With the exception of three years of surpluses under Truman, our post WWII debt remained flat between 1950 – 1980 in terms of inflation-adjusted dollars. Yet during that same time period, our debt became a much smaller fraction of economy. (The sharp increase in debt noted in both graphs at 1980 is the start of modern day supply-side tax cut policy). In essence, we didn’t lower the level of debt in the 35 years following WWII in terms of inflation-adjusted dollars; what we did was to reduce the size of the debt by growing our economy and increasing revenue flows. And we invested heavily to do that, building our interstate highway system under Eisenhower (great boon to commerce, tourism, etc), investing in science and math education in response to the progress of the Soviet space initiative (providing for a better educated workforce), developing new technology from our Apollo program (ref) that spurred advances in computer technology, consumer/home/recreation, health and medicine, public safety, etc. Our infrastructure and technology advances made us the economic envy of the world, and these advances created jobs. And despite our national debt, we were able to do these things because we made the decision to invest in these areas; and the wealthiest of Americans participated with higher tax rates on upper level income (90% during Eisenhower, and 70% under Kennedy onward until Reagan where it dropped to 28% in 1986 ref).
Failure of Supply-Side Tax Cut Policy to Spur Economic Growth
There is much information that the money we borrowed to support tax cuts (largely favoring the wealthiest in America) did not spur economic growth. The policy failed to show any advantage over progressive tax policy regarding growth in US capital investment, GDP growth (the key measure of our economy), jobs growth (total non-farm payrolls), and job recovery following recession. Additionally, during any four year period where this policy has been in effect, regardless of which party controlled Congress, our gross national debt increased when expressed as a fraction of our economy (and that is unsustainable); our debt decreased as a fraction of our economy during the three four-year periods where progressive tax rate policy was in place since the mid-1970’s. And in a global economy, one can not dictate to either the wealthy or corporations where they will deploy the tax cut benefits – those benefits can, and have, been invested into foreign markets rather than ours (I do find that be quite offensive, especially as the debt is being passed to future generations). To avoid redundancy, I have recently published several referenced articles that address these various points (ref) (ref) (ref) (ref).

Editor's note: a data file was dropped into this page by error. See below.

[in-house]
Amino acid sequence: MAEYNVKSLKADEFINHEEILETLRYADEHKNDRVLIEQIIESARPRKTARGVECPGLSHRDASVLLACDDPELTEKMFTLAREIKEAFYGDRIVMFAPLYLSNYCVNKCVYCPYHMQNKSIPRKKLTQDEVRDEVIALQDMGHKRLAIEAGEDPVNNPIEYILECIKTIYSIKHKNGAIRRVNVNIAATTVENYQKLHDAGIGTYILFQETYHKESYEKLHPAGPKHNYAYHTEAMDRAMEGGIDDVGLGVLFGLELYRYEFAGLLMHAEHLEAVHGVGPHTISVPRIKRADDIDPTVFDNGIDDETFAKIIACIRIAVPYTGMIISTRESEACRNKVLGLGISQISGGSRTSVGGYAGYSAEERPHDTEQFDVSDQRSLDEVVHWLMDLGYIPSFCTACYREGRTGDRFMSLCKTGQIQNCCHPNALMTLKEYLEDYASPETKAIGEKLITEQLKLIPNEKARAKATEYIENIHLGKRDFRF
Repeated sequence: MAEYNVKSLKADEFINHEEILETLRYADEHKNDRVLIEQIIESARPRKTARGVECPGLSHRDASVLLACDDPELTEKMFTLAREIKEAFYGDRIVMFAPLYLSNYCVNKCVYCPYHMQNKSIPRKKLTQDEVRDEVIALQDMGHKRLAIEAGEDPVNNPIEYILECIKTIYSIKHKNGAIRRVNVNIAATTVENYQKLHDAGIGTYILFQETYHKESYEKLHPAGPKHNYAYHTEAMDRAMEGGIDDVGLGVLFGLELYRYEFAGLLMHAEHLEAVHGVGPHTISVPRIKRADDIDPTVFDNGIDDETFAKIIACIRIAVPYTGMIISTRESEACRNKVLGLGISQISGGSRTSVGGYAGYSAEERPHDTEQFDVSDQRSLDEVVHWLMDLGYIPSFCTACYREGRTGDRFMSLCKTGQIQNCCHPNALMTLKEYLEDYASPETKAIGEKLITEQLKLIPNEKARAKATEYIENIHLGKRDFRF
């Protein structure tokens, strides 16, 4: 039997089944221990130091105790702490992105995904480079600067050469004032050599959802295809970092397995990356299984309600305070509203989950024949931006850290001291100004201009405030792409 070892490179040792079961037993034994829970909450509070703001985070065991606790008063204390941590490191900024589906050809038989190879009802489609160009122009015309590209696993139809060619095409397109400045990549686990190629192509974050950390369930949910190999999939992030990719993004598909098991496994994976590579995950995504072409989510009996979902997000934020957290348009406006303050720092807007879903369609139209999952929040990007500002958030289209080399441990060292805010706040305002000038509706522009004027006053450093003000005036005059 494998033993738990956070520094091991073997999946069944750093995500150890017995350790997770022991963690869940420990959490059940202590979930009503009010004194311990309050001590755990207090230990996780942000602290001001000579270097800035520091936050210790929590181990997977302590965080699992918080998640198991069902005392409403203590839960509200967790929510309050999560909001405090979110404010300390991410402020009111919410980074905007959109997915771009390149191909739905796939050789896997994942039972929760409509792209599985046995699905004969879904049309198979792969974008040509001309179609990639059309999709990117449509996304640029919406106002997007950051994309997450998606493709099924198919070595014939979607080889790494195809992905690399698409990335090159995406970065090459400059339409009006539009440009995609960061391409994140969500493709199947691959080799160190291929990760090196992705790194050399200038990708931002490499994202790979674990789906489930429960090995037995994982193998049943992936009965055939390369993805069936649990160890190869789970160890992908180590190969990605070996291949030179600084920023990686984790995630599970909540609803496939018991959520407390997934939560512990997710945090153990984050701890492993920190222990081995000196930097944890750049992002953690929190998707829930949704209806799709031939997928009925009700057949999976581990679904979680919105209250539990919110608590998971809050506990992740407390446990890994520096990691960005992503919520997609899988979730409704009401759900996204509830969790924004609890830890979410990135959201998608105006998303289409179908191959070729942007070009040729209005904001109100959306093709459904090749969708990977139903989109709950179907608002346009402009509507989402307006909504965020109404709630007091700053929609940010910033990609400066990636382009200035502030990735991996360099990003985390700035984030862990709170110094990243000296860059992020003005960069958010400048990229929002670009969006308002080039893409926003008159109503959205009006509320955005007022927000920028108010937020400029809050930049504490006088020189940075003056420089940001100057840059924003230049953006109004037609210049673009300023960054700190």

An Unfair Tax Policy for Middle America
I have had the experience in my life of having lived at income levels that define poverty, the middle class, and the wealthy. About 24% of this nations income is held by 1% of America. It is unfair that in the heart of middle American income there is a 10% increase in federal income tax (and more hikes above that level) when there is only a 2% rate hike for the jump into the upper 1% of income earners – and the tax rate remains flat after that regardless of the amount of income earned (ref). In short, the tax cut benefit to middle America is more than offset by the tax rate hikes they pay. It is unfair to middle America that if the tax cuts are made permanent that filers with income above $1 million would experience a 5.7% increase in after tax income and filers below $50,000 would see just a 2.2 percent average increase in their after tax income (ref). It is unfair to middle America that by 2010 52% of the Bush tax benefit was projected to have gone to the top 1% of income earners in this country (ref). And even Warren Buffet takes exception that he paid a lower overall tax rate on $46 million in income than did his secretary who made $60,000 (ref).
Balanced Approach and Obligation of the Wealthy
What is needed is a balanced approach to solving the debt issue. An approach that addresses spending cuts specifically in terms of reducing waste and increasing efficiency in government rather than just some target that has been thrown out. An approach that includes increased investment in education, infrastructure, research/technology development that will stimulate jobs, increase tax receipts to lower our deficits, provide the foundation for our future economy, protect our entitlement programs, and allow us to remain as a pacesetter in the global economy. And an approach to taxation where the wealthiest step up to the plate and contribute to the building of this nation; because we can not do this without their contribution. For those of us who have achieved this level of success, we did so because of the system we have, and there should be a sense of obligation to keep our country well. And as we have learned, in a global economy, tax cuts at high income levels are not going to spur US capital investment and our economy. And there is public support for this as 61% of America favors raising taxes on the wealthy (ref), only a third of this country feels that the tax cuts to the wealthiest of Americans be extended (ref), as well as support from some of the wealthy such as Warren Buffett (mentioned above).
So, Mr. President, go for it. No better time than the present to build our country – we can’t afford not to.